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Romney: Health care ruling creates 'choice' between two agendas


(CBS News) Reacting to the Supreme Court decision largely upholding President Obama's health care law, Mitt Romney on Thursday reaffirmed his desire to overturn the law, framing the ruling as enabling voters to make a clear distinction between current policy and what he called a far less government-intrusive approach.

"This is the time of choice for the American people," Romney said. "Our mission is clear: If we want to get rid of Obamacare, we're going to have to replace President Obama. My mission is to make sure we do exactly that."

While the court said the law does not violate the Constitution, Romney said, the justices did not take a position on whether it "is good law or that it's good policy. Obamacare was bad policy yesterday; it's bad policy today. Obamacare was bad law yesterday. It's bad law today."

He concluded his remarks by saying: "If you don't want the course that President Obama has put us on, if you want instead a course that the Founders envisioned, then join me in this effort. Help us. Help us defeat Obamacare. Help us defeat the liberal agenda that makes government too big, too intrusive and is killing jobs across this great country."

Romney spoke to reporters across from the Capitol after awaiting the decision in his room at the Washington Hilton. He returned to the D.C. area on Wednesday night to hold a campaign event in Virginia and attend a fundraiser in Georgetown.

Romney has sought to make the economy the overriding focus of his campaign, even as issues such as the Court's recent ruling on immigration have diverted him from that approach. But he had been previewing the health care ruling over the course of the week, suggesting that if the law was overturned, he would argue that the president had wasted the last three and a half years of his presidency and that his attention to health care reform was a "moral failure" amidst an economic crisis.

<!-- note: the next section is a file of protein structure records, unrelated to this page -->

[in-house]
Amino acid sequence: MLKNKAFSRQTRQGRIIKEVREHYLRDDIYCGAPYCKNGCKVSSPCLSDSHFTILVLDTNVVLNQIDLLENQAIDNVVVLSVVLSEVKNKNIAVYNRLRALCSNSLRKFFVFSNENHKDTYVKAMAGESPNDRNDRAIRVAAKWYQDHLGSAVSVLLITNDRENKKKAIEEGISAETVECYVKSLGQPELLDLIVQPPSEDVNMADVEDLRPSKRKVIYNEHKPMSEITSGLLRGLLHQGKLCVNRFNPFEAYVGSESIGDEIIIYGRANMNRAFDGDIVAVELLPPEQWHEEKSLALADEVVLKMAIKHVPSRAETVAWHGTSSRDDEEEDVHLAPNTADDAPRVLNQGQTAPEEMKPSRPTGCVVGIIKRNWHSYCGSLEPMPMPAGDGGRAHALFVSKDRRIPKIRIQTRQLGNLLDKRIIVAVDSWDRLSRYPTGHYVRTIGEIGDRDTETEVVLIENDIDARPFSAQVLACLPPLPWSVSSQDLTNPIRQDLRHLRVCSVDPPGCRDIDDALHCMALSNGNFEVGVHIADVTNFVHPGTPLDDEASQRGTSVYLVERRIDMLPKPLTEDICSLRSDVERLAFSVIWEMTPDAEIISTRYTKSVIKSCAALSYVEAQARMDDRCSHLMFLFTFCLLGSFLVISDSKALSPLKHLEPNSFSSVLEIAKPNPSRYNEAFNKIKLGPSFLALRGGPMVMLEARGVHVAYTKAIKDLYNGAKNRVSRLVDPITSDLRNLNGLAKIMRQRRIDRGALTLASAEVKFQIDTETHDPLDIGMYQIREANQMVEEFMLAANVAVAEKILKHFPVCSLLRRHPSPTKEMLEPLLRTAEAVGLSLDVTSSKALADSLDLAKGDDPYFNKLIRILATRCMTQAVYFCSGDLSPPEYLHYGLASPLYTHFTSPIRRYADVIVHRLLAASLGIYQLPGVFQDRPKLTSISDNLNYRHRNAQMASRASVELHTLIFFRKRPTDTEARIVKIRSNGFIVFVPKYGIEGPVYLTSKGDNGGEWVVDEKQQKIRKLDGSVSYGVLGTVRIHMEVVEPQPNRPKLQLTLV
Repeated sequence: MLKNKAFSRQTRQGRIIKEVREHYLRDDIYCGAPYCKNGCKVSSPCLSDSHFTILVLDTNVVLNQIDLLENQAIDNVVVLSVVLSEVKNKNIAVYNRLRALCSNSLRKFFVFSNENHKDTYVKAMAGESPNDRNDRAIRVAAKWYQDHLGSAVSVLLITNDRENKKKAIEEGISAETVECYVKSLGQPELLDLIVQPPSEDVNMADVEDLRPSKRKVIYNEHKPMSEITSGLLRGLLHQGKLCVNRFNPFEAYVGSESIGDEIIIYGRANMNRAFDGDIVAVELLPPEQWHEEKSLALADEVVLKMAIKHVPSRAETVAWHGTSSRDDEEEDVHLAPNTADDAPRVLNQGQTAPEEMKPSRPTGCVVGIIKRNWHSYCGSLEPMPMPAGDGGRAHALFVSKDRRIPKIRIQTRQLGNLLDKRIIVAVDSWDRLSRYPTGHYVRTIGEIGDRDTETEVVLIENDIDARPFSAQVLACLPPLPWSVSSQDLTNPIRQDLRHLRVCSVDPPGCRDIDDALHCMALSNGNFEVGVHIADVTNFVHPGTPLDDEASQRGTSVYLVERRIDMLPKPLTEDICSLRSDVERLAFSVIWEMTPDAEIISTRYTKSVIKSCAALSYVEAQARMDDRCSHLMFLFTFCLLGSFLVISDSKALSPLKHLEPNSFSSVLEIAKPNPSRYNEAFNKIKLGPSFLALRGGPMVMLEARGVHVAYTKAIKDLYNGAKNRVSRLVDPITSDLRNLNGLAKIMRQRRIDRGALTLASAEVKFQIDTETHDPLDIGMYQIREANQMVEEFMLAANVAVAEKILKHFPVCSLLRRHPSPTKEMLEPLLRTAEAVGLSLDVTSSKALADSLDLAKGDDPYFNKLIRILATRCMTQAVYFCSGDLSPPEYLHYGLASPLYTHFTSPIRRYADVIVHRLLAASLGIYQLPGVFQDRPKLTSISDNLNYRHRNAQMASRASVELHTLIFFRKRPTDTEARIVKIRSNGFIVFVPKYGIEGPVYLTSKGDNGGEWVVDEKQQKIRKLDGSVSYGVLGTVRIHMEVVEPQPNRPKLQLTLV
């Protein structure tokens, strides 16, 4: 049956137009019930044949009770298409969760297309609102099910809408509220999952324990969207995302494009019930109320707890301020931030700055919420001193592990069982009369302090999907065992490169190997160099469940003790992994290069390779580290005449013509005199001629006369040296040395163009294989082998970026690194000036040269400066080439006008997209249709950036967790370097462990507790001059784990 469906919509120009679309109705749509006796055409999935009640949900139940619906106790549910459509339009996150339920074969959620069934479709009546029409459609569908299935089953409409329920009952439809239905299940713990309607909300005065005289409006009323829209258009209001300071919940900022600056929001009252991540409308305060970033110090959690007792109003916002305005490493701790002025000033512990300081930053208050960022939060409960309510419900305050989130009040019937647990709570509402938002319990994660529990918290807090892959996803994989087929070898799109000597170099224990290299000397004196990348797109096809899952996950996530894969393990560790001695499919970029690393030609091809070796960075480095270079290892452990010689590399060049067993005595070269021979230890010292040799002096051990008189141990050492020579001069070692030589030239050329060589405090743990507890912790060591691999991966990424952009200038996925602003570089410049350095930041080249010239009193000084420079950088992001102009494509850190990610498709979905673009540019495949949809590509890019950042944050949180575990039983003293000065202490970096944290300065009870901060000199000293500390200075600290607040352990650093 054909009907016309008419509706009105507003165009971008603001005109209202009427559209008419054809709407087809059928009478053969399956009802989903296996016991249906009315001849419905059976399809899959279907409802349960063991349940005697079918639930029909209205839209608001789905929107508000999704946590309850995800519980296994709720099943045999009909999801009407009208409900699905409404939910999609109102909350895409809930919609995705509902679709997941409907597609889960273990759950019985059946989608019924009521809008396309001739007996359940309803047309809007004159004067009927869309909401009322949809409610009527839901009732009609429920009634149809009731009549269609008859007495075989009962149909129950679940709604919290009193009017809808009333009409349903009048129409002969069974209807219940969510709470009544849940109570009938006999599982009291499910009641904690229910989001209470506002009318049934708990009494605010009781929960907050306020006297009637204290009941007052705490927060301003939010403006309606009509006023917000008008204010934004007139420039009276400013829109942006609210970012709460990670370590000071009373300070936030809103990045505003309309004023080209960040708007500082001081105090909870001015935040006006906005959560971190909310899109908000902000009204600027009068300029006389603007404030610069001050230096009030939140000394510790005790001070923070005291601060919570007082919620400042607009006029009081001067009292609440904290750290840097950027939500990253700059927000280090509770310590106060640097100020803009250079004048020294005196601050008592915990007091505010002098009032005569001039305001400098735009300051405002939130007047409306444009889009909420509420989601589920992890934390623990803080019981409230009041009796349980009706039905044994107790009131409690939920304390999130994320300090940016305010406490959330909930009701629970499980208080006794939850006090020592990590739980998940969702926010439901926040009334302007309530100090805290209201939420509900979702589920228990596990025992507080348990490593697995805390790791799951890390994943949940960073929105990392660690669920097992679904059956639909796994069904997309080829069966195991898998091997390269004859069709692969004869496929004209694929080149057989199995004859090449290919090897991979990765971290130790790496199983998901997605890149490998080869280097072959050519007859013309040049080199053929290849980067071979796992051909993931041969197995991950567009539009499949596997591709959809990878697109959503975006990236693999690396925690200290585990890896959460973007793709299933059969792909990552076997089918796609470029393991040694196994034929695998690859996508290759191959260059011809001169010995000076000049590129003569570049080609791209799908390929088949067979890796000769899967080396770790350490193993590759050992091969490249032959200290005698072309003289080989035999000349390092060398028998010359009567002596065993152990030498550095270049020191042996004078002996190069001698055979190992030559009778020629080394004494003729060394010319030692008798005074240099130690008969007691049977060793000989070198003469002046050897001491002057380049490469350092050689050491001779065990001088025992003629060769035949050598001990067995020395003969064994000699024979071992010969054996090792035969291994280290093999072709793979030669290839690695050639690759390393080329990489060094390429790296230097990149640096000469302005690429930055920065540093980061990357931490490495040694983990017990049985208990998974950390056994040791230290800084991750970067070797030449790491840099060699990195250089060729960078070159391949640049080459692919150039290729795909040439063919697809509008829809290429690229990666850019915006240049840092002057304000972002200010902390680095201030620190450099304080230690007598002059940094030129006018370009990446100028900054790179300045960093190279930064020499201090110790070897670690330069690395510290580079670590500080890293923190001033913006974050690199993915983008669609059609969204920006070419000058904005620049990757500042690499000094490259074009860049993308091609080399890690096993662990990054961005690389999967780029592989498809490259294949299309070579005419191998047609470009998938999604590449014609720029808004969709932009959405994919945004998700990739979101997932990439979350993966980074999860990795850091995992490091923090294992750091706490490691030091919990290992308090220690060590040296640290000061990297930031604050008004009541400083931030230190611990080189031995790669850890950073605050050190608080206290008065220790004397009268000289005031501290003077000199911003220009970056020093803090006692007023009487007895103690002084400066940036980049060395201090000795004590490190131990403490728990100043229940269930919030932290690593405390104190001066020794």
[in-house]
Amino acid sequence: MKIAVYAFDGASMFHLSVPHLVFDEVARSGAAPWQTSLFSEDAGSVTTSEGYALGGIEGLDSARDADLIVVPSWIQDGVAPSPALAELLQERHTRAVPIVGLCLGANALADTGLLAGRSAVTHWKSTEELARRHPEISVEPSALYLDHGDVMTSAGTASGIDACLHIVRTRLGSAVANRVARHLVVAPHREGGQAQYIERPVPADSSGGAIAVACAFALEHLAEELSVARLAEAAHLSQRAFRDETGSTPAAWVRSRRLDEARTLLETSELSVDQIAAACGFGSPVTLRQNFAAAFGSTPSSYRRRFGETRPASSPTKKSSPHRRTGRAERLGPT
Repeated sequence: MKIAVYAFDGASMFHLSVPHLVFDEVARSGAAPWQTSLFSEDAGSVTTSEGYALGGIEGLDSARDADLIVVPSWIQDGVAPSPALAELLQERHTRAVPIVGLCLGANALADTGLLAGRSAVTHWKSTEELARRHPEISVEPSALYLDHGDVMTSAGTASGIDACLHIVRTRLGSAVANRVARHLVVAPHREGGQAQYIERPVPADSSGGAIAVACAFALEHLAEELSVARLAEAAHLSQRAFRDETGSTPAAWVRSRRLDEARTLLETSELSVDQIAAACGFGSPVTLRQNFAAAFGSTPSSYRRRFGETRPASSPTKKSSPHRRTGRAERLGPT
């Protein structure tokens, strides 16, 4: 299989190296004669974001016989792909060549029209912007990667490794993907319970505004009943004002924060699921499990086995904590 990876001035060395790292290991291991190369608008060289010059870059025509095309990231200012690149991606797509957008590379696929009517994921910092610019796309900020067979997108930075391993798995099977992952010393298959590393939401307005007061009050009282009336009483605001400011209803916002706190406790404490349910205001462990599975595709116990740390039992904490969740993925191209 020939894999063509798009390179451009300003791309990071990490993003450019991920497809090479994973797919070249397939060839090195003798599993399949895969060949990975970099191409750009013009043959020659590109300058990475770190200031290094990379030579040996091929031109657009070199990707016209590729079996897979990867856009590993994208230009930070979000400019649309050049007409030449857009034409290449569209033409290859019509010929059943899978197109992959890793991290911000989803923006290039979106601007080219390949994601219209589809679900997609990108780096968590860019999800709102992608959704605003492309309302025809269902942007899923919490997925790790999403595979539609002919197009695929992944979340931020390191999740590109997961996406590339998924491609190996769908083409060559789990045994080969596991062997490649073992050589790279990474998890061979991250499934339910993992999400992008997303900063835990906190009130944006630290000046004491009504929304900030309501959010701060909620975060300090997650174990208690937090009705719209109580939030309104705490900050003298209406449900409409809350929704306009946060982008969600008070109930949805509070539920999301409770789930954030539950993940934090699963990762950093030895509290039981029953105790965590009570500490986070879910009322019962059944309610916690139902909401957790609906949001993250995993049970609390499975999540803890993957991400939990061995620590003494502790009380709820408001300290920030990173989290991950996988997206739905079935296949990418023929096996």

"It was not just bad policy; it was a moral failure to put forward a piece of legislation that wouldn't help Americans get back to work, and to focus the energy of the White House on Obamacare," he said in Sterling, Va., on Wednesday evening.

Going forward, Romney will continue to argue that the law is bad policy and overly burdensome on job creators, even if it is constitutionally sound.

While the Court's decision represents a major disappointment for conservatives, it will help ensure a fresh wave of excitement among the base to defeat Obama. Proof of that came in the more than $300,000 that Romney spokeswoman Andrea Saul said was raised within 90 minutes of the ruling's announcement.

The worst outcome for Romney's campaign strategy would have been if the law had been overturned, as he would have lost a chief rationale for his campaign.


It posed a significant challenge to the presumptive nominee during the primary campaign -- and still could do so -- because of a 2006 law he championed as Massachusetts governor that bore remarkable resemblance to the federal law in its use of mandates to ensure maximum coverage.

Although Romney has repeatedly argued that his plan was only appropriate for Massachusetts, not the nation, the Obama administration cited the state health care law he championed as a model for the federal law.

Romney's reasoning wasn't enough for many of his opponents. Former Pennsylvania Sen. Rick Santorum was particularly vicious on during the primary campaign, painting his rival as "uniquely disqualified" to do away with the law.

Santorum appeared on the steps of the Supreme Court while lawyers were arguing the case before the justices and said, "There's one candidate who is uniquely disqualified to make the case. It's the reason I'm here and he's not. The reason that I talk about Obamacare and its impact on the economy and on fundamental freedoms and Mitt Romney doesn't. It's because he can't because he supported government-run health care as governor of Massachusetts."

For now, Romney will continue to run on a pledge to repeal and replace the health care law as president. He has said that he will issue states a waiver from the law. He has also said he would like to block grant Medicaid money to the states and put in place reforms to make the healthcare industry "more like a market" by giving consumers more options. He has also said he would like to give seniors the option of purchasing "private-sector Medicare."

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